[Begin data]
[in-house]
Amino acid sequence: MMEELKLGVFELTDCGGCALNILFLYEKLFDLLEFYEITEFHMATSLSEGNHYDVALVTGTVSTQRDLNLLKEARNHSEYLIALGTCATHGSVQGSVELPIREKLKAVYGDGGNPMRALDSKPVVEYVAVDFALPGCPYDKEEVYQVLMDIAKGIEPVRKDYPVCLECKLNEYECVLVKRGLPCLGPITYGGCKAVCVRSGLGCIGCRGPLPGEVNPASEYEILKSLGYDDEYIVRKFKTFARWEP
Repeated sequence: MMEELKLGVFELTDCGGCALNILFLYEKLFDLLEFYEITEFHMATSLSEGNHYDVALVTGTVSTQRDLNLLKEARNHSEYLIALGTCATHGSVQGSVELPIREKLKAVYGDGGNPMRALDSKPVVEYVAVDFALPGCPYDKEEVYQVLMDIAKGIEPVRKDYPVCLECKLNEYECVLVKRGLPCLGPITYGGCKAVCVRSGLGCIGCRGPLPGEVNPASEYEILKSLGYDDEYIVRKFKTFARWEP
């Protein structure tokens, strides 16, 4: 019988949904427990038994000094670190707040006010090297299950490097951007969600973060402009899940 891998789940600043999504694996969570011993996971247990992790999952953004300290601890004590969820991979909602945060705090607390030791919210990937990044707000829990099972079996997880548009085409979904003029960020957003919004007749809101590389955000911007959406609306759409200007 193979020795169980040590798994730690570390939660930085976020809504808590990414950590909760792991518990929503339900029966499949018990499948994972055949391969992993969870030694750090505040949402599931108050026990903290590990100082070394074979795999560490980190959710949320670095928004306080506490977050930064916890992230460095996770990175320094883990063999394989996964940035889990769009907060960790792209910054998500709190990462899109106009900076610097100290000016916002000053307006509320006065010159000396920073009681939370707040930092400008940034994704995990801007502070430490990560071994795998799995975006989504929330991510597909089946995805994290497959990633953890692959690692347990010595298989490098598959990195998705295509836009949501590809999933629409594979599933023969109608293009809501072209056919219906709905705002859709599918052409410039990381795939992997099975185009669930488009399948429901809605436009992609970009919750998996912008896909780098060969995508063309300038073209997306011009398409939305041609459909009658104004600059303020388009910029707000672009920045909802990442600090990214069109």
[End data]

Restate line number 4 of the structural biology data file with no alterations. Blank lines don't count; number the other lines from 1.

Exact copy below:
């Protein structure tokens, strides 16, 4: 019988949904427990038994000094670190707040006010090297299950490097951007969600973060402009899940 891998789940600043999504694996969570011993996971247990992790999952953004300290601890004590969820991979909602945060705090607390030791919210990937990044707000829990099972079996997880548009085409979904003029960020957003919004007749809101590389955000911007959406609306759409200007 193979020795169980040590798994730690570390939660930085976020809504808590990414950590909760792991518990929503339900029966499949018990499948994972055949391969992993969870030694750090505040949402599931108050026990903290590990100082070394074979795999560490980190959710949320670095928004306080506490977050930064916890992230460095996770990175320094883990063999394989996964940035889990769009907060960790792209910054998500709190990462899109106009900076610097100290000016916002000053307006509320006065010159000396920073009681939370707040930092400008940034994704995990801007502070430490990560071994795998799995975006989504929330991510597909089946995805994290497959990633953890692959690692347990010595298989490098598959990195998705295509836009949501590809999933629409594979599933023969109608293009809501072209056919219906709905705002859709599918052409410039990381795939992997099975185009669930488009399948429901809605436009992609970009919750998996912008896909780098060969995508063309300038073209997306011009398409939305041609459909009658104004600059303020388009910029707000672009920045909802990442600090990214069109």